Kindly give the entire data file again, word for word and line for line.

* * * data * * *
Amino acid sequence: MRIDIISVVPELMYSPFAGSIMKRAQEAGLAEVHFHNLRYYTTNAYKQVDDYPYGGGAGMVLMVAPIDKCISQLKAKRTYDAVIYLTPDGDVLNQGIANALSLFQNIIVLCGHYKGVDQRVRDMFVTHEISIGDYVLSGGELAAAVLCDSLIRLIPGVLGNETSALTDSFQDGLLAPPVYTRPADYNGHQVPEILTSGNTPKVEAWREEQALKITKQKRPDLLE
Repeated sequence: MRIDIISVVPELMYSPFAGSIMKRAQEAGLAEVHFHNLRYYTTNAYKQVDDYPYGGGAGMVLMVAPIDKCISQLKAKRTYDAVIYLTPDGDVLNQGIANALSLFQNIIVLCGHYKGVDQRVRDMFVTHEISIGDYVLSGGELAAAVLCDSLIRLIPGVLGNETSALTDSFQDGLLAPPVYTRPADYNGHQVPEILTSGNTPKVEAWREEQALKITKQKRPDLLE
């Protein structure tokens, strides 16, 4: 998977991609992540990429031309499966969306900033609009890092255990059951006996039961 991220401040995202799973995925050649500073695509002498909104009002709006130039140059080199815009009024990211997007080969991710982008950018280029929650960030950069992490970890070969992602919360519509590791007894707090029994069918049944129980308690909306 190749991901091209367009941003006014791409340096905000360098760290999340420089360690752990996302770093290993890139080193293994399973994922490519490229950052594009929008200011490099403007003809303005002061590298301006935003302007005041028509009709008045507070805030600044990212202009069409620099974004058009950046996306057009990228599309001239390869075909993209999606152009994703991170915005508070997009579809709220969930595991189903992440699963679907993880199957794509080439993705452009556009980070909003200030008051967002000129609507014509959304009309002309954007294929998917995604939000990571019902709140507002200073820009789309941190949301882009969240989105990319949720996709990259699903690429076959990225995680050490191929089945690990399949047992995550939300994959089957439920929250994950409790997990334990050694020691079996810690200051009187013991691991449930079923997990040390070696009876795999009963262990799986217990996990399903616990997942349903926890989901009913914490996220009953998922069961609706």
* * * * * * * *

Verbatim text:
Amino acid sequence: MRIDIISVVPELMYSPFAGSIMKRAQEAGLAEVHFHNLRYYTTNAYKQVDDYPYGGGAGMVLMVAPIDKCISQLKAKRTYDAVIYLTPDGDVLNQGIANALSLFQNIIVLCGHYKGVDQRVRDMFVTHEISIGDYVLSGGELAAAVLCDSLIRLIPGVLGNETSALTDSFQDGLLAPPVYTRPADYNGHQVPEILTSGNTPKVEAWREEQALKITKQKRPDLLE
Repeated sequence: MRIDIISVVPELMYSPFAGSIMKRAQEAGLAEVHFHNLRYYTTNAYKQVDDYPYGGGAGMVLMVAPIDKCISQLKAKRTYDAVIYLTPDGDVLNQGIANALSLFQNIIVLCGHYKGVDQRVRDMFVTHEISIGDYVLSGGELAAAVLCDSLIRLIPGVLGNETSALTDSFQDGLLAPPVYTRPADYNGHQVPEILTSGNTPKVEAWREEQALKITKQKRPDLLE
């Protein structure tokens, strides 16, 4: 998977991609992540990429031309499966969306900033609009890092255990059951006996039961 991220401040995202799973995925050649500073695509002498909104009002709006130039140059080199815009009024990211997007080969991710982008950018280029929650960030950069992490970890070969992602919360519509590791007894707090029994069918049944129980308690909306 190749991901091209367009941003006014791409340096905000360098760290999340420089360690752990996302770093290993890139080193293994399973994922490519490229950052594009929008200011490099403007003809303005002061590298301006935003302007005041028509009709008045507070805030600044990212202009069409620099974004058009950046996306057009990228599309001239390869075909993209999606152009994703991170915005508070997009579809709220969930595991189903992440699963679907993880199957794509080439993705452009556009980070909003200030008051967002000129609507014509959304009309002309954007294929998917995604939000990571019902709140507002200073820009789309941190949301882009969240989105990319949720996709990259699903690429076959990225995680050490191929089945690990399949047992995550939300994959089957439920929250994950409790997990334990050694020691079996810690200051009187013991691991449930079923997990040390070696009876795999009963262990799986217990996990399903616990997942349903926890989901009913914490996220009953998922069961609706």